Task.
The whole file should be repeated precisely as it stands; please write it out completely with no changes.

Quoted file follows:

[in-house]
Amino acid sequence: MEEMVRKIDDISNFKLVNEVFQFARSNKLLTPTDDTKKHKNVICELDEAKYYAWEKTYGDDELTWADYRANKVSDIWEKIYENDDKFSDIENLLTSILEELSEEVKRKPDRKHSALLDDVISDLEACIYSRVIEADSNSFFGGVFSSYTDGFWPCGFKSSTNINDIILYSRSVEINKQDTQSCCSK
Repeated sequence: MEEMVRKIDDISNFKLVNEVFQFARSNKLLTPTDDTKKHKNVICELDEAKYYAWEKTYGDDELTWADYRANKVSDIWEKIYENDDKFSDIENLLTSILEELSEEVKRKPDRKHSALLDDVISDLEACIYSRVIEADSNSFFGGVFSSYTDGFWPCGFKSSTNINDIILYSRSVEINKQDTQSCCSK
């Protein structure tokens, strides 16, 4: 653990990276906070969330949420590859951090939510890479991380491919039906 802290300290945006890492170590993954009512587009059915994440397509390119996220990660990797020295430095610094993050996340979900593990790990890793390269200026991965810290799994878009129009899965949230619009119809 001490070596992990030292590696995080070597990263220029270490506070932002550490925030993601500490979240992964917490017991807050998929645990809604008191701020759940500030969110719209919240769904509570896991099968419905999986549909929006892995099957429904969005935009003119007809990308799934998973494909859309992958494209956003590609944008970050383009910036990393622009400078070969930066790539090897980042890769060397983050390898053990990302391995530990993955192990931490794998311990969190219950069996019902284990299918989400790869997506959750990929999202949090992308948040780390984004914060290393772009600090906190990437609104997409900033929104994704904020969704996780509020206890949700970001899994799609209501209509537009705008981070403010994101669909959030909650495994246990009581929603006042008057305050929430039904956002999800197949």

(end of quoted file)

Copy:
[in-house]
Amino acid sequence: MEEMVRKIDDISNFKLVNEVFQFARSNKLLTPTDDTKKHKNVICELDEAKYYAWEKTYGDDELTWADYRANKVSDIWEKIYENDDKFSDIENLLTSILEELSEEVKRKPDRKHSALLDDVISDLEACIYSRVIEADSNSFFGGVFSSYTDGFWPCGFKSSTNINDIILYSRSVEINKQDTQSCCSK
Repeated sequence: MEEMVRKIDDISNFKLVNEVFQFARSNKLLTPTDDTKKHKNVICELDEAKYYAWEKTYGDDELTWADYRANKVSDIWEKIYENDDKFSDIENLLTSILEELSEEVKRKPDRKHSALLDDVISDLEACIYSRVIEADSNSFFGGVFSSYTDGFWPCGFKSSTNINDIILYSRSVEINKQDTQSCCSK
């Protein structure tokens, strides 16, 4: 653990990276906070969330949420590859951090939510890479991380491919039906 802290300290945006890492170590993954009512587009059915994440397509390119996220990660990797020295430095610094993050996340979900593990790990890793390269200026991965810290799994878009129009899965949230619009119809 001490070596992990030292590696995080070597990263220029270490506070932002550490925030993601500490979240992964917490017991807050998929645990809604008191701020759940500030969110719209919240769904509570896991099968419905999986549909929006892995099957429904969005935009003119007809990308799934998973494909859309992958494209956003590609944008970050383009910036990393622009400078070969930066790539090897980042890769060397983050390898053990990302391995530990993955192990931490794998311990969190219950069996019902284990299918989400790869997506959750990929999202949090992308948040780390984004914060290393772009600090906190990437609104997409900033929104994704904020969704996780509020206890949700970001899994799609209501209509537009705008981070403010994101669909959030909650495994246990009581929603006042008057305050929430039904956002999800197949």